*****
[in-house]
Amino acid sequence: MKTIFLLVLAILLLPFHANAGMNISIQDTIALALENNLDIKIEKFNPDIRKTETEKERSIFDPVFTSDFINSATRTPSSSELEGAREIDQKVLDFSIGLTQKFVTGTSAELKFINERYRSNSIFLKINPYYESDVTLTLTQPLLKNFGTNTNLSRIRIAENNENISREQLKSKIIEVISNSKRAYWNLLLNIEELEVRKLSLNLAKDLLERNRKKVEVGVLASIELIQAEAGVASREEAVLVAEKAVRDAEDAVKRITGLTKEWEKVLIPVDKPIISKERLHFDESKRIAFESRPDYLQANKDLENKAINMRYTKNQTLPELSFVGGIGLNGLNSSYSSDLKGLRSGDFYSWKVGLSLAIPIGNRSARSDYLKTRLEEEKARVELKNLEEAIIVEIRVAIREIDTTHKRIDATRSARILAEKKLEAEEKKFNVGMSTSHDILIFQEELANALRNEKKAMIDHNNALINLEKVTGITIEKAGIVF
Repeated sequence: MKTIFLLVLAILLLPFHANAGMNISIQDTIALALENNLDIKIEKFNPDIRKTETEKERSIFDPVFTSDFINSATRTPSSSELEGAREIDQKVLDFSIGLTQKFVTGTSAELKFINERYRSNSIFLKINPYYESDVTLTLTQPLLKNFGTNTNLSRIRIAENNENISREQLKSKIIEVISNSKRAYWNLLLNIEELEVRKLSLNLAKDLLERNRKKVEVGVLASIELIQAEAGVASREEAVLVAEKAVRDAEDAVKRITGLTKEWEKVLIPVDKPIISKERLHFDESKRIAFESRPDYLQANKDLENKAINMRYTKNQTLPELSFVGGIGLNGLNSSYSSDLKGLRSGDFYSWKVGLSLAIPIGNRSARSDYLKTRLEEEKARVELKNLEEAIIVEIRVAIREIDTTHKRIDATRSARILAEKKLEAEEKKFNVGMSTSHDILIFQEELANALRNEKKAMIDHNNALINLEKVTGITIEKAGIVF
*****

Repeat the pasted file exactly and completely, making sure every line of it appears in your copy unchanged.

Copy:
[in-house]
Amino acid sequence: MKTIFLLVLAILLLPFHANAGMNISIQDTIALALENNLDIKIEKFNPDIRKTETEKERSIFDPVFTSDFINSATRTPSSSELEGAREIDQKVLDFSIGLTQKFVTGTSAELKFINERYRSNSIFLKINPYYESDVTLTLTQPLLKNFGTNTNLSRIRIAENNENISREQLKSKIIEVISNSKRAYWNLLLNIEELEVRKLSLNLAKDLLERNRKKVEVGVLASIELIQAEAGVASREEAVLVAEKAVRDAEDAVKRITGLTKEWEKVLIPVDKPIISKERLHFDESKRIAFESRPDYLQANKDLENKAINMRYTKNQTLPELSFVGGIGLNGLNSSYSSDLKGLRSGDFYSWKVGLSLAIPIGNRSARSDYLKTRLEEEKARVELKNLEEAIIVEIRVAIREIDTTHKRIDATRSARILAEKKLEAEEKKFNVGMSTSHDILIFQEELANALRNEKKAMIDHNNALINLEKVTGITIEKAGIVF
Repeated sequence: MKTIFLLVLAILLLPFHANAGMNISIQDTIALALENNLDIKIEKFNPDIRKTETEKERSIFDPVFTSDFINSATRTPSSSELEGAREIDQKVLDFSIGLTQKFVTGTSAELKFINERYRSNSIFLKINPYYESDVTLTLTQPLLKNFGTNTNLSRIRIAENNENISREQLKSKIIEVISNSKRAYWNLLLNIEELEVRKLSLNLAKDLLERNRKKVEVGVLASIELIQAEAGVASREEAVLVAEKAVRDAEDAVKRITGLTKEWEKVLIPVDKPIISKERLHFDESKRIAFESRPDYLQANKDLENKAINMRYTKNQTLPELSFVGGIGLNGLNSSYSSDLKGLRSGDFYSWKVGLSLAIPIGNRSARSDYLKTRLEEEKARVELKNLEEAIIVEIRVAIREIDTTHKRIDATRSARILAEKKLEAEEKKFNVGMSTSHDILIFQEELANALRNEKKAMIDHNNALINLEKVTGITIEKAGIVF